July 22, 2009
What to do with it now
The true beauty of intellectual capital management lies in its implementation. First and foremost, recognize that—unlike structural, physical, and monetary capital—intellectual capital is people-dependent. Brook Manville and Nathaniel Foote note that “executing a knowledge-based strategy is not about managing knowledge; it’s about nurturing people with knowledge.” The first step toward “nurturing” management is trust of employees and of their knowledge-building practices. Encourage collaboration and group innovation among employees. In order to make this work (among humans, who tend toward selfish hoarding), create a culture of sharing, not of competition. Knowledge silos are deadly:
knowledge, unlike information, grows healthily only when it is debated, massaged, and passed around.
Stewart’s basic intellectual capital policy closely mirrors Strategy International’s fundamental strategic concept. Stewart encourages executives to DNA :1
Define. Why does your business exist? (See the white paper “Strategic Navigation” for descriptions of purpose, mission, and vision, which together comprise a business’s self-definition.)
Nurture. What intellectual resources are necessary to fulfill that definition? To whom do these resources belong, and how do those people best use their talents? What ensures an innovation-friendly environment?
Allocate. Where should resources be funneled for the greatest innovation and new knowledge generation? How can knowledgeable people be managed well?
Like anything, intellectual capital is fragile; it is by no means a panacea. The dot.com implosion perfectly illustrates the need to combine this new resource with extant ones—to ensure teamwork among intellectual capital and structural, physical, monetary, and relationship capital. The key is to make the most of your company’s every facet, without needless and ineffective overlap. Allow people to do what they do best and technology to do its job, as well. Yogesh Malhotra of Brint.com explains this idea:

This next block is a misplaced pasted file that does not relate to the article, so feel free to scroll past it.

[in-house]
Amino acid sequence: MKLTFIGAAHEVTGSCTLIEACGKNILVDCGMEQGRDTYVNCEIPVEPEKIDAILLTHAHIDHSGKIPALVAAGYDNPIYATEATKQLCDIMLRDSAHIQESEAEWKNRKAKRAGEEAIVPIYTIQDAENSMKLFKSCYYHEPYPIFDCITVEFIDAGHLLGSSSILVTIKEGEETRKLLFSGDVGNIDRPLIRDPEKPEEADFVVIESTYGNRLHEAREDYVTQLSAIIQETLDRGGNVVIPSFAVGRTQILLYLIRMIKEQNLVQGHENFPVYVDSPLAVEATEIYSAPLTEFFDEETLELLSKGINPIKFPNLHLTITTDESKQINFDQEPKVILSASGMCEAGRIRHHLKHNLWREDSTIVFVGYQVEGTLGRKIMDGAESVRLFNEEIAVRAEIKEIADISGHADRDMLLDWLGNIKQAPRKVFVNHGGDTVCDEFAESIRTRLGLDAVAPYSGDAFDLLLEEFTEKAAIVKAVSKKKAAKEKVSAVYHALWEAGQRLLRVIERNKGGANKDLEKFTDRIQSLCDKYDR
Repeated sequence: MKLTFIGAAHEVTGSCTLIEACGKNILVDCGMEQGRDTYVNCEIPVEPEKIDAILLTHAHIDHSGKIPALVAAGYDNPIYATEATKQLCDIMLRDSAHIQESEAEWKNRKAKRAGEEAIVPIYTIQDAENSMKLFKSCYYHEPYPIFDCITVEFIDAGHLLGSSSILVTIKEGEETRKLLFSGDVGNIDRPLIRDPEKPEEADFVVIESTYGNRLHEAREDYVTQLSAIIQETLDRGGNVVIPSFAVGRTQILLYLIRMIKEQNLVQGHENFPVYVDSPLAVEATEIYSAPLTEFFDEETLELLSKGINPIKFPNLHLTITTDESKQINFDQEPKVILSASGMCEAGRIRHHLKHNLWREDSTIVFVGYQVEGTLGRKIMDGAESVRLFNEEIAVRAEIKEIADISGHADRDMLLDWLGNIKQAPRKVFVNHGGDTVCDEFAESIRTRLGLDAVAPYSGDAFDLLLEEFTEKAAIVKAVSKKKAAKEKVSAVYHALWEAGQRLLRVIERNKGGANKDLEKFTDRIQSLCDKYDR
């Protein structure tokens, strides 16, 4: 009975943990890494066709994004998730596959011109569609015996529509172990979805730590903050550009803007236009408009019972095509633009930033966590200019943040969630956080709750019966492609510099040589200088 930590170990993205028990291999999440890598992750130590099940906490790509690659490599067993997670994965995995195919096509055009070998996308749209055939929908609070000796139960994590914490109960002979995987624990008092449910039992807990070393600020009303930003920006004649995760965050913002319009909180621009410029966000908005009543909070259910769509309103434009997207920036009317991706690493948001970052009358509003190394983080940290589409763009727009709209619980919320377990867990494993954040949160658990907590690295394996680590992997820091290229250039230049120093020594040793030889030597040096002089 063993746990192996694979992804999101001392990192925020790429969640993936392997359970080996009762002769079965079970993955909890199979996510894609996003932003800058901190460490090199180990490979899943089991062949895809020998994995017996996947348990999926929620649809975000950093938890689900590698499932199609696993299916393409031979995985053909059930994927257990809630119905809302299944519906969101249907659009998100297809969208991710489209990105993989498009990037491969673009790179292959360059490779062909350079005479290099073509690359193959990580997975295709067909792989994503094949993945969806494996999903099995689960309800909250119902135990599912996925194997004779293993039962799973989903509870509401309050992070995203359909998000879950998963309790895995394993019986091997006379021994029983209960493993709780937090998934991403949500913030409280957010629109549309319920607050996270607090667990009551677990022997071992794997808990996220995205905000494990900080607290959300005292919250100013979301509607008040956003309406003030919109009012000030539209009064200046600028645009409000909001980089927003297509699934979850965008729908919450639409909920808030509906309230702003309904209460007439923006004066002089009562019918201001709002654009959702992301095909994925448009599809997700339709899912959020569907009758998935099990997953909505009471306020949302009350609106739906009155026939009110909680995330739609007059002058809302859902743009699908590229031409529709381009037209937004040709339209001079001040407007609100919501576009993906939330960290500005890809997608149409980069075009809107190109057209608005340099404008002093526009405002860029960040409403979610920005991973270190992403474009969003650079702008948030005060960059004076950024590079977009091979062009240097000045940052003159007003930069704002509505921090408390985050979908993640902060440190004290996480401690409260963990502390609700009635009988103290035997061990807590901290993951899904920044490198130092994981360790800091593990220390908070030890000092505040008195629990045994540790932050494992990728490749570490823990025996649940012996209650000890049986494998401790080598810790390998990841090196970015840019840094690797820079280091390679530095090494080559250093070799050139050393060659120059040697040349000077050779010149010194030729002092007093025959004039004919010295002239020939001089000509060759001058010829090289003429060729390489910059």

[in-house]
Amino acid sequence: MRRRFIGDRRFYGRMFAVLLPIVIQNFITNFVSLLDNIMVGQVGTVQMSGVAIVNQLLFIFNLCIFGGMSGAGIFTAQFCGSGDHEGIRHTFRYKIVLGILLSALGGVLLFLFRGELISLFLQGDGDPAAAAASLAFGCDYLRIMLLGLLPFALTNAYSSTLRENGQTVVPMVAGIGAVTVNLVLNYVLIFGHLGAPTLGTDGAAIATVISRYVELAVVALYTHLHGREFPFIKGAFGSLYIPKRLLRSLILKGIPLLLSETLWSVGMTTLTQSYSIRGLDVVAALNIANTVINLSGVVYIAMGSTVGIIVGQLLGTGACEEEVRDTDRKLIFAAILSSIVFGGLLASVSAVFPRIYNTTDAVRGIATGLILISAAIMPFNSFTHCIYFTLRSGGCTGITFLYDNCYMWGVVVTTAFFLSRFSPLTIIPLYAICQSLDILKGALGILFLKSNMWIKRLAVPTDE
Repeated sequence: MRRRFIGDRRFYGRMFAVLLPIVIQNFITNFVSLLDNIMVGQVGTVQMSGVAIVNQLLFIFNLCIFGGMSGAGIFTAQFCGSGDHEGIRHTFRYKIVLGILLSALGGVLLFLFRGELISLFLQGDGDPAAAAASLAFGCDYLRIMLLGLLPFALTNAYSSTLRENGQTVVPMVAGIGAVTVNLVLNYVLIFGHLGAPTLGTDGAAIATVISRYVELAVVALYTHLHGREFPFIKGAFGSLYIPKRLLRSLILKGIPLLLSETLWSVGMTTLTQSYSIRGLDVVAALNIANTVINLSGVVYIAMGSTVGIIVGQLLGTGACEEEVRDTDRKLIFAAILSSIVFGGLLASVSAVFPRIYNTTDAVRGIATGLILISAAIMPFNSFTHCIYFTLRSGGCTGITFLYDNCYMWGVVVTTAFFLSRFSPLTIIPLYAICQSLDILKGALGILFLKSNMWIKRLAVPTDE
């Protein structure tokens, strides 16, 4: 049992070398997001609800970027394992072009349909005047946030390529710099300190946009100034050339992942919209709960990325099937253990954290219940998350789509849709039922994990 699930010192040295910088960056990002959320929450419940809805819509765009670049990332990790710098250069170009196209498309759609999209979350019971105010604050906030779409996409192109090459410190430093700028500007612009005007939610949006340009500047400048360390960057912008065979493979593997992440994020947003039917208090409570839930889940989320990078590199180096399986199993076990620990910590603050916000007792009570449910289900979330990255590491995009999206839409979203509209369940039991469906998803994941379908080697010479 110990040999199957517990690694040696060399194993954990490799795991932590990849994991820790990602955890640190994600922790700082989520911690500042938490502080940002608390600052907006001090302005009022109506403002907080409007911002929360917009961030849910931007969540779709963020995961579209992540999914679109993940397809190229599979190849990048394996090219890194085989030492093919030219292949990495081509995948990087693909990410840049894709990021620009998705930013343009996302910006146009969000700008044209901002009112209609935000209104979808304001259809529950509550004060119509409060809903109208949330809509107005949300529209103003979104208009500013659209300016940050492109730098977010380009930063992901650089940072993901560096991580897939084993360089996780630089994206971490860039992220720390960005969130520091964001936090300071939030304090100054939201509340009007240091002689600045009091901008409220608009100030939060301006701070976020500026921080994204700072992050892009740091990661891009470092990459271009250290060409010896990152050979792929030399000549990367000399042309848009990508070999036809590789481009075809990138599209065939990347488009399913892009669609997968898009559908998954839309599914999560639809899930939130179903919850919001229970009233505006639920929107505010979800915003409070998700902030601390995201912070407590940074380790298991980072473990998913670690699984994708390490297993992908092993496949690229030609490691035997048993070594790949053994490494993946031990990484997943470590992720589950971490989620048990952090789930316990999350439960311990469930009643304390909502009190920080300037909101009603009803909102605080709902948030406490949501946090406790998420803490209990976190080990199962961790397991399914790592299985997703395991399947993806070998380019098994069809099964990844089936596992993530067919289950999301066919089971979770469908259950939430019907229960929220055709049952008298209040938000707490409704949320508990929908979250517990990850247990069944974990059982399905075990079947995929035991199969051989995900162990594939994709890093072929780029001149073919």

“Knowledge management caters to the critical issues of organizational adaptation, survival, and competence in the face of increasingly discontinuous environmental change. Essentially, it embodies organizational processes that seek synergistic combination of data and information-processing capacity of information technologies, and the creative and innovative capacity of human beings.”
The strategic planner of the future will create competitive strategy through strategic planning that uses this “creative and innovative capacity” that too often hides untapped, even unnoticed, by otherwise brilliant and successful companies. Experience has shown, though, that true business brilliance is a dazzling, eminently flagrant display of knowledge, creativity, and innovation.
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July 13, 2009
Like almost any strategic change, a commitment to intellectual capital demands an adjustment of focus. And since knowledge (unlike information) is by definition personal, you must focus on people. Stewart recommends a move from “paying people to investing in them” and looking for specific ways to invest. Don’t expect employees to be walking databases. Instead, tap their experiential knowledge; even if it seems irrelevant, it could prove useful at an unexpected juncture.
Scheffman and Thompson of Vanderbilt University recommend an “intellectual property audit” wherein managers and front-line employees brainstorm a list of the company’s intellectual resources. Some hidden ones include branding, which capitalizes on customer knowledge; patents; and the tacit, wide-range knowledge of all employees.
When identifying and cataloging intellectual capital, consider three categories: commodity skills (nonspecific knowledge that is equally valuable to all businesses), leveraged skills (industry- but not company-specific knowledge), and proprietary skills (company-specific knowledge; trade secrets).